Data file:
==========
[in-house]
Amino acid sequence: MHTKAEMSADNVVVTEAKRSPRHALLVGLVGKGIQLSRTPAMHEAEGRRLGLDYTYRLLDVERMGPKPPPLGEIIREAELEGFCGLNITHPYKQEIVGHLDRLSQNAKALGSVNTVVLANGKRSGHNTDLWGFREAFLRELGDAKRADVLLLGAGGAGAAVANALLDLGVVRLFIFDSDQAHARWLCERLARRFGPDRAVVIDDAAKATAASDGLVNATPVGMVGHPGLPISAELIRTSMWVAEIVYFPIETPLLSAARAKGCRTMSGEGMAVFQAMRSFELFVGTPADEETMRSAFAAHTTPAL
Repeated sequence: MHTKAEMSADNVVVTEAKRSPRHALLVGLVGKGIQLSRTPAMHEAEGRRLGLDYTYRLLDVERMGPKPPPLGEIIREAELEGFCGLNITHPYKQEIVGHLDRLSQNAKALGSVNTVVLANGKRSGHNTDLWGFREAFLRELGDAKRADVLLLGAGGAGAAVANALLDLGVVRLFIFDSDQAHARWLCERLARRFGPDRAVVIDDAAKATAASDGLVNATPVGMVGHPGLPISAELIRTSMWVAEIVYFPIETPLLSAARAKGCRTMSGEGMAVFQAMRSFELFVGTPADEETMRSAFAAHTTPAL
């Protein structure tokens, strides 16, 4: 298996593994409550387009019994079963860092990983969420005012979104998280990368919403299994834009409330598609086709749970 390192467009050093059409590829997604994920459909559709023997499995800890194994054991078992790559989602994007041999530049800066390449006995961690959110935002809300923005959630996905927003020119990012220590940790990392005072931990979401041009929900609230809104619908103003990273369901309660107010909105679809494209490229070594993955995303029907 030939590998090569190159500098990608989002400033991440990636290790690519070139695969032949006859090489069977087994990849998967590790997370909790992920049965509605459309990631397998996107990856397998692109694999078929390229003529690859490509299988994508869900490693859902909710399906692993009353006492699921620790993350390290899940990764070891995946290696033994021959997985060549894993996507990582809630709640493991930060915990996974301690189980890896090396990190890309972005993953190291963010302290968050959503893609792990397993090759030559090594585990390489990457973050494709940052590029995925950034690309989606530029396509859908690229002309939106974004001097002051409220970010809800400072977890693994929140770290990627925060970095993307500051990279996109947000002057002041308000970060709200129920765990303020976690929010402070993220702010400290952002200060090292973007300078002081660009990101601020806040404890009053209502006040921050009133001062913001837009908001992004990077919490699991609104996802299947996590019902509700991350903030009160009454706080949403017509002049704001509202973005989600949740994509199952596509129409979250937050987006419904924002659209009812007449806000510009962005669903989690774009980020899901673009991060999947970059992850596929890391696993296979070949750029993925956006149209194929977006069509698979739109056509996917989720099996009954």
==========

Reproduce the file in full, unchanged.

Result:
[in-house]
Amino acid sequence: MHTKAEMSADNVVVTEAKRSPRHALLVGLVGKGIQLSRTPAMHEAEGRRLGLDYTYRLLDVERMGPKPPPLGEIIREAELEGFCGLNITHPYKQEIVGHLDRLSQNAKALGSVNTVVLANGKRSGHNTDLWGFREAFLRELGDAKRADVLLLGAGGAGAAVANALLDLGVVRLFIFDSDQAHARWLCERLARRFGPDRAVVIDDAAKATAASDGLVNATPVGMVGHPGLPISAELIRTSMWVAEIVYFPIETPLLSAARAKGCRTMSGEGMAVFQAMRSFELFVGTPADEETMRSAFAAHTTPAL
Repeated sequence: MHTKAEMSADNVVVTEAKRSPRHALLVGLVGKGIQLSRTPAMHEAEGRRLGLDYTYRLLDVERMGPKPPPLGEIIREAELEGFCGLNITHPYKQEIVGHLDRLSQNAKALGSVNTVVLANGKRSGHNTDLWGFREAFLRELGDAKRADVLLLGAGGAGAAVANALLDLGVVRLFIFDSDQAHARWLCERLARRFGPDRAVVIDDAAKATAASDGLVNATPVGMVGHPGLPISAELIRTSMWVAEIVYFPIETPLLSAARAKGCRTMSGEGMAVFQAMRSFELFVGTPADEETMRSAFAAHTTPAL
């Protein structure tokens, strides 16, 4: 298996593994409550387009019994079963860092990983969420005012979104998280990368919403299994834009409330598609086709749970 390192467009050093059409590829997604994920459909559709023997499995800890194994054991078992790559989602994007041999530049800066390449006995961690959110935002809300923005959630996905927003020119990012220590940790990392005072931990979401041009929900609230809104619908103003990273369901309660107010909105679809494209490229070594993955995303029907 030939590998090569190159500098990608989002400033991440990636290790690519070139695969032949006859090489069977087994990849998967590790997370909790992920049965509605459309990631397998996107990856397998692109694999078929390229003529690859490509299988994508869900490693859902909710399906692993009353006492699921620790993350390290899940990764070891995946290696033994021959997985060549894993996507990582809630709640493991930060915990996974301690189980890896090396990190890309972005993953190291963010302290968050959503893609792990397993090759030559090594585990390489990457973050494709940052590029995925950034690309989606530029396509859908690229002309939106974004001097002051409220970010809800400072977890693994929140770290990627925060970095993307500051990279996109947000002057002041308000970060709200129920765990303020976690929010402070993220702010400290952002200060090292973007300078002081660009990101601020806040404890009053209502006040921050009133001062913001837009908001992004990077919490699991609104996802299947996590019902509700991350903030009160009454706080949403017509002049704001509202973005989600949740994509199952596509129409979250937050987006419904924002659209009812007449806000510009962005669903989690774009980020899901673009991060999947970059992850596929890391696993296979070949750029993925956006149209194929977006069509698979739109056509996917989720099996009954």